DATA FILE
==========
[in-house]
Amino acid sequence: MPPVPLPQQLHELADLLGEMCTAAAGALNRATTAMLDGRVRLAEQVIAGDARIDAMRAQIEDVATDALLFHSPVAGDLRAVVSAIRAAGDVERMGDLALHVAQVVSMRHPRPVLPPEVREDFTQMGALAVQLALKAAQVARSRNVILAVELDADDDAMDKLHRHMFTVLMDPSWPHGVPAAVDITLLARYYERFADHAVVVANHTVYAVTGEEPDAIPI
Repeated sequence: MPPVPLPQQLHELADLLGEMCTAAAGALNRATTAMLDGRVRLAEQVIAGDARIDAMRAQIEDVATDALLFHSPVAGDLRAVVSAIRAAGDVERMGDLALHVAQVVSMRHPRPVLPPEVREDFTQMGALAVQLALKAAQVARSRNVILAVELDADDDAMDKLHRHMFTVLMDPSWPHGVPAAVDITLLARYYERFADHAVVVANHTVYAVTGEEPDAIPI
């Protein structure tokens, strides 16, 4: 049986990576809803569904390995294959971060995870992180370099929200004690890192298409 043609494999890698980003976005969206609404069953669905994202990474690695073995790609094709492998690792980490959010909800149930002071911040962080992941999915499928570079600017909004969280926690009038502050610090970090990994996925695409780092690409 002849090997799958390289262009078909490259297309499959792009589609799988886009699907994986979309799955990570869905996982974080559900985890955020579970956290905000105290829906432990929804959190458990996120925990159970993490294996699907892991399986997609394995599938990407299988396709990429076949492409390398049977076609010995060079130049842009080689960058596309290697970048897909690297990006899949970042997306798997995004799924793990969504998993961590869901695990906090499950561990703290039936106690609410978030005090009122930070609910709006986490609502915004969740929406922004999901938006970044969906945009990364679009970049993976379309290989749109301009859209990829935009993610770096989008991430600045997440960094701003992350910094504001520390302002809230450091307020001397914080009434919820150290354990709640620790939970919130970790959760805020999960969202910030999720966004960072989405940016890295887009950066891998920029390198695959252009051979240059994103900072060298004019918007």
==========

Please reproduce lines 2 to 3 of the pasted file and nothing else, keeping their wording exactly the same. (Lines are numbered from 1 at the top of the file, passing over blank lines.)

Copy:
Amino acid sequence: MPPVPLPQQLHELADLLGEMCTAAAGALNRATTAMLDGRVRLAEQVIAGDARIDAMRAQIEDVATDALLFHSPVAGDLRAVVSAIRAAGDVERMGDLALHVAQVVSMRHPRPVLPPEVREDFTQMGALAVQLALKAAQVARSRNVILAVELDADDDAMDKLHRHMFTVLMDPSWPHGVPAAVDITLLARYYERFADHAVVVANHTVYAVTGEEPDAIPI
Repeated sequence: MPPVPLPQQLHELADLLGEMCTAAAGALNRATTAMLDGRVRLAEQVIAGDARIDAMRAQIEDVATDALLFHSPVAGDLRAVVSAIRAAGDVERMGDLALHVAQVVSMRHPRPVLPPEVREDFTQMGALAVQLALKAAQVARSRNVILAVELDADDDAMDKLHRHMFTVLMDPSWPHGVPAAVDITLLARYYERFADHAVVVANHTVYAVTGEEPDAIPI